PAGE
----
All text copyright  Eitan Grunwald.  All photographs copyright  Eitan or Ron Grunwald  except photographs by others are copyright per photo credits.  All rights reserved.  Terms
COSTA RICA
April 2002
1 of 7
COSTA RICA
April 2002
1 of 7
       
My brother Ron and I spend our first few days at the Caño Palma biological field station on the northern Caribbean coast. There are no roads in that part of the country, so we fly instead, on a plane so small that we must be weighed to make sure it can take off.   We arrive at a landing strip in Tortuguero, a little settlement on a narrow spit of land, squeezed between the ocean and an inlet. A natural canal forms the main thoroughfare for the area, so we set out by boat to reach our destination. The region is pretty flat except for some ancient volcanic remains, called the Cerro (“hill” in Spanish), which dominates the view. The field station is located on a small tributary that borders the base of the Cerro, about a 20- minute boat ride from Tortuguero.   Caño Palma consists of approximately 100 acres of Atlantic lowland rainforest situated within the boundaries of Barra del Colorado Wildlife Refuge. The field station is bordered on three sides by rivers, and by secondary rainforest on the remaining side. They’ve cleared out a one-acre compound for an office, cabins, and a dining hall, and developed three loop trails into the forest, the longest of which takes about 2-3 hours of hiking. We throw our gear into a cabin and set off to look for herps. We get about 10 feet from the building and are stopped dead in our tracks by our first sighting, just sitting there on the lawn:  a large male Emerald Basilisk in all his frilly, crested, blue-spotted glory. Eventually he tires of us paparazzi and shoots up the closest tree.  We turn around, and there in a bush behind us is another green guy, this time a young Iguana.   We wander the compound, find another Basilisk in a tree, then decide to head off into the forest.    I discover that the rainforest is a noisy place, filled with vaguely familiar, yet often unrecognizable sounds. Some are dramatic, like the loud “SNAP!” of the little manikin birds, caused by the sudden movement of clapping their wings above their heads. Other sounds are more subtle, like the constant clicks and chirps that chatter in the background. I think the low-level white noise is coming from insects, but soon I realize that we’re surrounded by tiny, territorial frogs who are standing their ground. They turn out to be ubiquitous Strawberry Dart Frogs.  Along the coast they’re nearly all red, but in other areas where they have denim-colored legs, they’re known as Blue Jeans Dart Frogs.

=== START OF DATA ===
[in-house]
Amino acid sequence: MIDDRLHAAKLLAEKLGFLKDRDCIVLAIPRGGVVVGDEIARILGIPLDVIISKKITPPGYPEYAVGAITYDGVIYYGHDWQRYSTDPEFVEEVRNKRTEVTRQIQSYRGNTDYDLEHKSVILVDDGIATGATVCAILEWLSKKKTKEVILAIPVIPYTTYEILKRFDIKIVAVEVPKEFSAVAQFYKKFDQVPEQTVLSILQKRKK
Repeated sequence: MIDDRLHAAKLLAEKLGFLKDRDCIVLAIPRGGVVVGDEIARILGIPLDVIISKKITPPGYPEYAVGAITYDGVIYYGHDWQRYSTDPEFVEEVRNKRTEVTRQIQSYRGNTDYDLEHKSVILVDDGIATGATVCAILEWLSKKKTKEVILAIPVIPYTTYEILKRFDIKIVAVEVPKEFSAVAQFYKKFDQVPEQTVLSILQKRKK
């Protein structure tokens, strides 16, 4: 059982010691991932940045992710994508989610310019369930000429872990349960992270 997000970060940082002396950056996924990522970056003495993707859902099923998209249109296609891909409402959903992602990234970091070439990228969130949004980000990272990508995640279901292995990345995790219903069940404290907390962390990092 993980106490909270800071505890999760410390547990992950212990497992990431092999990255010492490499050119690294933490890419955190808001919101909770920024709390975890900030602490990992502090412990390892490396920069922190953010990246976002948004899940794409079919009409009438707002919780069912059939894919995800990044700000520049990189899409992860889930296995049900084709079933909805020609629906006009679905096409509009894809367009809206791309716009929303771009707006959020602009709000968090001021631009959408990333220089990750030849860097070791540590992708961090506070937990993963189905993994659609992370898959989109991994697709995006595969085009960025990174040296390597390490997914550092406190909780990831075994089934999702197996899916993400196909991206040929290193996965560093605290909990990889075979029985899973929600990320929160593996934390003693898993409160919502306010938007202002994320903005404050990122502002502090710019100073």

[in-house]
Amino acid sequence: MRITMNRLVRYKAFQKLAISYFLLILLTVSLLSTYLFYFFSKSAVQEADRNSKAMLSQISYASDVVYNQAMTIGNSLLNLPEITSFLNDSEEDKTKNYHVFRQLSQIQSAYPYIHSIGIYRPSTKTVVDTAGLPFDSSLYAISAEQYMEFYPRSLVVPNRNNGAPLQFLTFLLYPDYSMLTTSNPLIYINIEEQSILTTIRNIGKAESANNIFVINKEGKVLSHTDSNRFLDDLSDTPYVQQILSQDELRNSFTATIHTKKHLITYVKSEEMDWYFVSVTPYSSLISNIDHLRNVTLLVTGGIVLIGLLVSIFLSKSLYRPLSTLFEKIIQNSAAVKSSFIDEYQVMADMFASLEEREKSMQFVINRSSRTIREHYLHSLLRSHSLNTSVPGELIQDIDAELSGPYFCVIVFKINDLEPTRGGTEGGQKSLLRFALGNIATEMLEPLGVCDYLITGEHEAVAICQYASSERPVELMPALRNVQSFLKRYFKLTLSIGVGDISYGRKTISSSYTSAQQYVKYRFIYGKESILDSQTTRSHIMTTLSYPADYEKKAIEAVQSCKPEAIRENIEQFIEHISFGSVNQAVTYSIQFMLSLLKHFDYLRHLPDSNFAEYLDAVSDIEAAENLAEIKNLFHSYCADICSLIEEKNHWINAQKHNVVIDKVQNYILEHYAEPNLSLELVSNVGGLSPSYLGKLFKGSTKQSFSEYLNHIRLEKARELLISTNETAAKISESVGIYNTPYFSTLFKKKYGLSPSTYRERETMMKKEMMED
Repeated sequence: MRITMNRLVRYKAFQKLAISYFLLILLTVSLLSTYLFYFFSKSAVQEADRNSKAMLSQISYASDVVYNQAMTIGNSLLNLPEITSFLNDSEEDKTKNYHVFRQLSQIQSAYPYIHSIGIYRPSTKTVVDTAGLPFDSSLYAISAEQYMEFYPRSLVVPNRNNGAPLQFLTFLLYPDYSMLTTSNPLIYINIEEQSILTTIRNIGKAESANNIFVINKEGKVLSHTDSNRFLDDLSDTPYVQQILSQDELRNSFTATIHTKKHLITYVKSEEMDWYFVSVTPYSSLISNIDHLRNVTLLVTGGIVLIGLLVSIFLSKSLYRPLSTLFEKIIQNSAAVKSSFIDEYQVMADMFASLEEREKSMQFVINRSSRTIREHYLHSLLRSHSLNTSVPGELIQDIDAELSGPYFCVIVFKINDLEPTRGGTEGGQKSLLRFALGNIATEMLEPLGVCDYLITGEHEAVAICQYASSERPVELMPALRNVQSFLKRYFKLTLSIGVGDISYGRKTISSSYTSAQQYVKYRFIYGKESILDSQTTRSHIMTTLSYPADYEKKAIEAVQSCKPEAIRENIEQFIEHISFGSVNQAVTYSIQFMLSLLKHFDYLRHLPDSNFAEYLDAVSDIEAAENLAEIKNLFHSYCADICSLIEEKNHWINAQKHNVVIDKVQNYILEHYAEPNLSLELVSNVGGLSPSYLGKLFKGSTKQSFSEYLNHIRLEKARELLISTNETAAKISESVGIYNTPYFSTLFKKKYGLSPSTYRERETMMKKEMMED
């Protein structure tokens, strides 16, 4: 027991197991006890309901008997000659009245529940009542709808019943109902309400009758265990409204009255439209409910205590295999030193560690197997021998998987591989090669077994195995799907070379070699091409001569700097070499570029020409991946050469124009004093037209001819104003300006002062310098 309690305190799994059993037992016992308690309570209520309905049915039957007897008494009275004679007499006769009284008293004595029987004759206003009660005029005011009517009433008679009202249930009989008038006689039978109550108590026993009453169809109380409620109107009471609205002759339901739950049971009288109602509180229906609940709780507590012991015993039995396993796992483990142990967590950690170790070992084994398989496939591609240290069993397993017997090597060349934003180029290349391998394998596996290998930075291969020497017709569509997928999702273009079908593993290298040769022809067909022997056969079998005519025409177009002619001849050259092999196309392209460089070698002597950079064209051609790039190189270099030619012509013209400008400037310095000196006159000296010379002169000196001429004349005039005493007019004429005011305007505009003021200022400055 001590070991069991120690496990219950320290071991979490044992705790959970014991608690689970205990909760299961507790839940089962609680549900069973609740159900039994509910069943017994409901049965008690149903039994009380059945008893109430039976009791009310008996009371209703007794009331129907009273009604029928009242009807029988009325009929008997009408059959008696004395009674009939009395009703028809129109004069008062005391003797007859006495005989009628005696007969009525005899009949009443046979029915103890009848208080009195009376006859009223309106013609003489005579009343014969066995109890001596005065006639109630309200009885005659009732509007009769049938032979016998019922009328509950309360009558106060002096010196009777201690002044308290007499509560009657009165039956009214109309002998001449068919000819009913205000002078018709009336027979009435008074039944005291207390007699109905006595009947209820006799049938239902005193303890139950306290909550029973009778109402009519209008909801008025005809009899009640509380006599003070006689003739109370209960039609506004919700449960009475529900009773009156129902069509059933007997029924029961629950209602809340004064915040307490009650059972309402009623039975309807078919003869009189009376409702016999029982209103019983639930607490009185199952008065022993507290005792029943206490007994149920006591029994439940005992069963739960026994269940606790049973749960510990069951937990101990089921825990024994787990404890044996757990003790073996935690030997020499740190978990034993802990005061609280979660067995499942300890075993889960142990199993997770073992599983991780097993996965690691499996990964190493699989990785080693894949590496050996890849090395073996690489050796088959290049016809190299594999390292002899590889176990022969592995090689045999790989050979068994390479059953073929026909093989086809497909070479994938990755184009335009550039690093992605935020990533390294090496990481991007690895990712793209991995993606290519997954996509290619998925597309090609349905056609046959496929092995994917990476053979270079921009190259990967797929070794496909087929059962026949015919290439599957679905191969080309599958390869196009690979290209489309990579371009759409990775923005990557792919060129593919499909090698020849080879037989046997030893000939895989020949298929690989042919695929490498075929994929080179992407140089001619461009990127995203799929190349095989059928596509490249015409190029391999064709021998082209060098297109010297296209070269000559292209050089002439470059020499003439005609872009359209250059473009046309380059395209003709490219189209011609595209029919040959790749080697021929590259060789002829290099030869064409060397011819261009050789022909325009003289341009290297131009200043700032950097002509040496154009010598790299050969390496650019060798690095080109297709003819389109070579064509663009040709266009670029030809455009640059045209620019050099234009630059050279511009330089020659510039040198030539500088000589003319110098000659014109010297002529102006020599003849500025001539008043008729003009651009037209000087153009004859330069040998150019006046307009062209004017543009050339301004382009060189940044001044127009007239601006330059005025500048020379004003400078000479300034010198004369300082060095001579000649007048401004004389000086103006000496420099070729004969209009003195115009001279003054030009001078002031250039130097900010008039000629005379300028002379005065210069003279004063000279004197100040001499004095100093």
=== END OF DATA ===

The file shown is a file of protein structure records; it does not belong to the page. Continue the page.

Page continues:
Strawberry (or Blue Jeans) Dart Frog Dendrobates pumilio
5:00 A.M. at Sansa, the domestic airline of Costa Rica Juan Santamaria International Airport, San Jose
Emerald Basilisk Basilliscus plumifrons
Green Iguana Iguana iguana